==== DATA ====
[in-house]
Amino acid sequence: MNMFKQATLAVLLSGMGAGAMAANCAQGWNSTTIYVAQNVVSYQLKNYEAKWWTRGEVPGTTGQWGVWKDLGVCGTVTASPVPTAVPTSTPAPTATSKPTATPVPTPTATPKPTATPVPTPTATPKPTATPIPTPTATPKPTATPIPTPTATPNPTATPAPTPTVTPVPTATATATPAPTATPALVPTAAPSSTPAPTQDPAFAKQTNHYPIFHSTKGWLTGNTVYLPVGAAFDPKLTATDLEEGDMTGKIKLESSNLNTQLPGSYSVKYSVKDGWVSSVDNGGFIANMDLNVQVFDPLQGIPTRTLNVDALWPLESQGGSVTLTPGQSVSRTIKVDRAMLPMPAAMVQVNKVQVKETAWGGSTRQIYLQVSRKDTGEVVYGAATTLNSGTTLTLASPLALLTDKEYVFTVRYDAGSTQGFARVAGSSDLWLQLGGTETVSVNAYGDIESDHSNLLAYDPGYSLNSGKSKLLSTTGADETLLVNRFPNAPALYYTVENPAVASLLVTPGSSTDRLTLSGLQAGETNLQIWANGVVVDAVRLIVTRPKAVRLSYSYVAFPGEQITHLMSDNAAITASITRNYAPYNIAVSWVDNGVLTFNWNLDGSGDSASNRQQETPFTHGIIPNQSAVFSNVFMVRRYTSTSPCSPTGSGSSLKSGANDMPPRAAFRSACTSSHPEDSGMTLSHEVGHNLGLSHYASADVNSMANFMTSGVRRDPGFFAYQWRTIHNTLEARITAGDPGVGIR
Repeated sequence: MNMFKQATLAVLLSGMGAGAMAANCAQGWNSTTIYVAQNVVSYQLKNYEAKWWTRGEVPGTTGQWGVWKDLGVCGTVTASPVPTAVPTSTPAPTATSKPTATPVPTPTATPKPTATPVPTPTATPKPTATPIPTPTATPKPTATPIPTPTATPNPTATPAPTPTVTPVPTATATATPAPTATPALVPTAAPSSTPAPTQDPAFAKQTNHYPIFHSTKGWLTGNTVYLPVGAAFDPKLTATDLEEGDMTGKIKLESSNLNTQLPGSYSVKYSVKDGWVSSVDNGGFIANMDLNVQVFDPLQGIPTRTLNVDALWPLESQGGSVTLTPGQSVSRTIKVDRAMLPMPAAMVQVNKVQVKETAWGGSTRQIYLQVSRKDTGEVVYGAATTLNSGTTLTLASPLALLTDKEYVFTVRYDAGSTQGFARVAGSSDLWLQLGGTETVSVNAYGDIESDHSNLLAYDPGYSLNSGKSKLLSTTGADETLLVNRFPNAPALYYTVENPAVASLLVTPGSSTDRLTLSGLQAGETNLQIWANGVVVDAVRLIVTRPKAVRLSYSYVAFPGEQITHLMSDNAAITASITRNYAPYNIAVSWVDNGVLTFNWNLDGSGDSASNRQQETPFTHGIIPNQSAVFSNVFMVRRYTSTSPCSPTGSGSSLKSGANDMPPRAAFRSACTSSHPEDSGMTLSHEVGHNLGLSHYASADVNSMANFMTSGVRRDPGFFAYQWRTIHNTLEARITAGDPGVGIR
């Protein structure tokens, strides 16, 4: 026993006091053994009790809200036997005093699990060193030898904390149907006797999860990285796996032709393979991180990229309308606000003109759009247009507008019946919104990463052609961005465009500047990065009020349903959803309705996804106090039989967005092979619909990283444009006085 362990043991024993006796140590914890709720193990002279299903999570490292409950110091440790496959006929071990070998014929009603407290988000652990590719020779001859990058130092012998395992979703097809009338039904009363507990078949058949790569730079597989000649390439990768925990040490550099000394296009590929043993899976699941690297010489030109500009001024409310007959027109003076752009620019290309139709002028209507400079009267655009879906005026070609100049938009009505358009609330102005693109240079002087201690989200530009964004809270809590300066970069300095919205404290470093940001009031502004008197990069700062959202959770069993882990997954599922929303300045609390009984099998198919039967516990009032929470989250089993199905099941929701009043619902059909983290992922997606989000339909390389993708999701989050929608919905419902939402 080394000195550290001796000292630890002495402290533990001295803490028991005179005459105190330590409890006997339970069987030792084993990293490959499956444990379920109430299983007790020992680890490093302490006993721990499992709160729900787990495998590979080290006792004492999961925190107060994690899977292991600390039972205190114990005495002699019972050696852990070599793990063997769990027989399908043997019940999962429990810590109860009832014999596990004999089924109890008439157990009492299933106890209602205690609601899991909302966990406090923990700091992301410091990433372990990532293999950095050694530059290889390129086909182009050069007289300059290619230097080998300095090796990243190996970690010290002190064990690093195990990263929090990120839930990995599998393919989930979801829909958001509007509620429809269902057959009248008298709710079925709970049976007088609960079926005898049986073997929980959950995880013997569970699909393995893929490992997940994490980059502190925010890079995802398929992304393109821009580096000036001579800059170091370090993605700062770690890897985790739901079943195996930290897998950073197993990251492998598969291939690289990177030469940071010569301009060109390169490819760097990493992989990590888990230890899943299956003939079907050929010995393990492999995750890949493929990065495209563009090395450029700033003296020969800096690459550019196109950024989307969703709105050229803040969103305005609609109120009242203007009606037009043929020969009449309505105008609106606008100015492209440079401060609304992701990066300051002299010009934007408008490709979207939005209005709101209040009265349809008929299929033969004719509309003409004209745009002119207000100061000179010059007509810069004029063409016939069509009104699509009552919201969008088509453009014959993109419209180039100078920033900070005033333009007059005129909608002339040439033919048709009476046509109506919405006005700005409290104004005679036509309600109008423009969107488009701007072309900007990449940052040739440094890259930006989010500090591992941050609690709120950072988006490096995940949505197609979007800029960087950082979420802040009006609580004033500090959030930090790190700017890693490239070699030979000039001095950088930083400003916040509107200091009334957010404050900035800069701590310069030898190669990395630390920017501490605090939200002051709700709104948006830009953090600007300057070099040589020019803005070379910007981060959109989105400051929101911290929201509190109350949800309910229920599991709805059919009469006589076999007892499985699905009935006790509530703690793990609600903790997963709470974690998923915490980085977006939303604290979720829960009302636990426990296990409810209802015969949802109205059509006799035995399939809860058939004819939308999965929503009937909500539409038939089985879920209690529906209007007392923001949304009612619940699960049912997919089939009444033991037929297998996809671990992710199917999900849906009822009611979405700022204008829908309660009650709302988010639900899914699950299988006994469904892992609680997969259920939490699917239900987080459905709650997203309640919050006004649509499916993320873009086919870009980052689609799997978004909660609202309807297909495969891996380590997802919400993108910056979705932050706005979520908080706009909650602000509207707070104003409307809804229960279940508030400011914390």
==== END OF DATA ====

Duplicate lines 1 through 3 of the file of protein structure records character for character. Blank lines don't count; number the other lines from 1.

[in-house]
Amino acid sequence: MNMFKQATLAVLLSGMGAGAMAANCAQGWNSTTIYVAQNVVSYQLKNYEAKWWTRGEVPGTTGQWGVWKDLGVCGTVTASPVPTAVPTSTPAPTATSKPTATPVPTPTATPKPTATPVPTPTATPKPTATPIPTPTATPKPTATPIPTPTATPNPTATPAPTPTVTPVPTATATATPAPTATPALVPTAAPSSTPAPTQDPAFAKQTNHYPIFHSTKGWLTGNTVYLPVGAAFDPKLTATDLEEGDMTGKIKLESSNLNTQLPGSYSVKYSVKDGWVSSVDNGGFIANMDLNVQVFDPLQGIPTRTLNVDALWPLESQGGSVTLTPGQSVSRTIKVDRAMLPMPAAMVQVNKVQVKETAWGGSTRQIYLQVSRKDTGEVVYGAATTLNSGTTLTLASPLALLTDKEYVFTVRYDAGSTQGFARVAGSSDLWLQLGGTETVSVNAYGDIESDHSNLLAYDPGYSLNSGKSKLLSTTGADETLLVNRFPNAPALYYTVENPAVASLLVTPGSSTDRLTLSGLQAGETNLQIWANGVVVDAVRLIVTRPKAVRLSYSYVAFPGEQITHLMSDNAAITASITRNYAPYNIAVSWVDNGVLTFNWNLDGSGDSASNRQQETPFTHGIIPNQSAVFSNVFMVRRYTSTSPCSPTGSGSSLKSGANDMPPRAAFRSACTSSHPEDSGMTLSHEVGHNLGLSHYASADVNSMANFMTSGVRRDPGFFAYQWRTIHNTLEARITAGDPGVGIR
Repeated sequence: MNMFKQATLAVLLSGMGAGAMAANCAQGWNSTTIYVAQNVVSYQLKNYEAKWWTRGEVPGTTGQWGVWKDLGVCGTVTASPVPTAVPTSTPAPTATSKPTATPVPTPTATPKPTATPVPTPTATPKPTATPIPTPTATPKPTATPIPTPTATPNPTATPAPTPTVTPVPTATATATPAPTATPALVPTAAPSSTPAPTQDPAFAKQTNHYPIFHSTKGWLTGNTVYLPVGAAFDPKLTATDLEEGDMTGKIKLESSNLNTQLPGSYSVKYSVKDGWVSSVDNGGFIANMDLNVQVFDPLQGIPTRTLNVDALWPLESQGGSVTLTPGQSVSRTIKVDRAMLPMPAAMVQVNKVQVKETAWGGSTRQIYLQVSRKDTGEVVYGAATTLNSGTTLTLASPLALLTDKEYVFTVRYDAGSTQGFARVAGSSDLWLQLGGTETVSVNAYGDIESDHSNLLAYDPGYSLNSGKSKLLSTTGADETLLVNRFPNAPALYYTVENPAVASLLVTPGSSTDRLTLSGLQAGETNLQIWANGVVVDAVRLIVTRPKAVRLSYSYVAFPGEQITHLMSDNAAITASITRNYAPYNIAVSWVDNGVLTFNWNLDGSGDSASNRQQETPFTHGIIPNQSAVFSNVFMVRRYTSTSPCSPTGSGSSLKSGANDMPPRAAFRSACTSSHPEDSGMTLSHEVGHNLGLSHYASADVNSMANFMTSGVRRDPGFFAYQWRTIHNTLEARITAGDPGVGIR